By Ed Perley
On a cool windy day in June, back in 1968, I attended a major league baseball game. It was the first and probably the only time I will ever do that. It was in Candlestick Park in San Francisco, and I was sitting with my aunt and uncle high in the stands behind and a little to the left of home plate. I don't remember what the score was. I don't even remember what team the Giants were playing that day. But something happened there that I will always remember.
Sometime about halfway through the game, it happened. The batter hit one of those spectaular foul balls that shoots straight up into sky. While following the ball's trajectory high above, I suddenly realized that it was coming straight toward me.
All at once, everything seemed to move in slow motion. There amazingly, the baseball floated down, aiming directly at my breast bone. I cupped my hands together on my chest. The ball was almost there. I wondered if I would be able to hold on to it. "Grip it fast and hard,", I told myself. "Ignore the pain and hold on tight." The ball was so close now I could clearly see the stitching. It looked very stable as it came down to me, no spinning or wobbling. All I needed to do was hang on!
Suddenly a hand shot up from the row of seats just in front of me, and snatched the ball out of the air. A perfect one handed catch, right in front of my face. I was left, still holding my hands in front of my chest and feeling rather foolish.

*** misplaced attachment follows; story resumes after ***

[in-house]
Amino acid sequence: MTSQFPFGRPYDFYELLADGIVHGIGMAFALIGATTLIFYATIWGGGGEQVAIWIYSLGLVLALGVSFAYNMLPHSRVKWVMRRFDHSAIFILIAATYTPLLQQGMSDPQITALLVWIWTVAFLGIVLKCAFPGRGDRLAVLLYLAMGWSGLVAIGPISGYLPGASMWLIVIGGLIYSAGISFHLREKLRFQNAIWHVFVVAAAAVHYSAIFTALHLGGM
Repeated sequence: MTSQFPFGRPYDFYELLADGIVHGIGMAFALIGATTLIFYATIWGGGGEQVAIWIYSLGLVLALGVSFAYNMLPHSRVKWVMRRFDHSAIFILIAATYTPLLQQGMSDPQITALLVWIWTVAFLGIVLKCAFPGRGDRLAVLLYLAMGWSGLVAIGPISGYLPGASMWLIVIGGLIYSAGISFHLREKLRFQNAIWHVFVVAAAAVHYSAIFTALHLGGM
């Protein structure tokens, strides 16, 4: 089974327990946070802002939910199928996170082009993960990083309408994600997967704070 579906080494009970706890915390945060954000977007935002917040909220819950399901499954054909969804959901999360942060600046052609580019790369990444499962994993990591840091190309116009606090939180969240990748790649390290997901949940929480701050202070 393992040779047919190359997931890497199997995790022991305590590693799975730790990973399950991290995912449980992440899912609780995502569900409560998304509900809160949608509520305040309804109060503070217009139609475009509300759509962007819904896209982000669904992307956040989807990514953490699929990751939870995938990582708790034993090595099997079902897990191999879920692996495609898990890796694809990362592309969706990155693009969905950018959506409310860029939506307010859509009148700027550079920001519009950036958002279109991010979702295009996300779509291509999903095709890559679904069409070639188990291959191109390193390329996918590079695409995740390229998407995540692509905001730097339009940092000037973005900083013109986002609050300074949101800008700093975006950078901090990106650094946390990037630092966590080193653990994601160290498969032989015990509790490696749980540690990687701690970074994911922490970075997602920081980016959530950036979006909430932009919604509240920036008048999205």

Sometimes I think about that baseball. I wonder what it would have been to feel the power in that ball. Thrown by a major league pitcher across home plate at a speed of ninety miles an hour, hit a glancing blow by another a major league player, and shot straight up in the air like a skyrocket straight to me.
I wonder what it would have been like if I had been able to hold on to the ball. Perhaps I would have held up the ball in triumph to the approval of those sitting around me. Perhaps I would lovingly feel the stitching and examine the blemishes caused by violent contact with hard wood. Perhaps the baseball would still carry the scent of the pitcher's glove. And for the rest of my years it would have been a cherished momento of my only major league game.
Life is strange. Some people never have a chance for great success because they are at the wrong place at the wrong time. Others are at the right place at the right time, and are able to take advantage of opportunities, to the approval of all those around them. And some of us seem to be at the right place at the right time, only to see opportunity snatched away.
Then we are left, surprised, empty handed, unnoticed.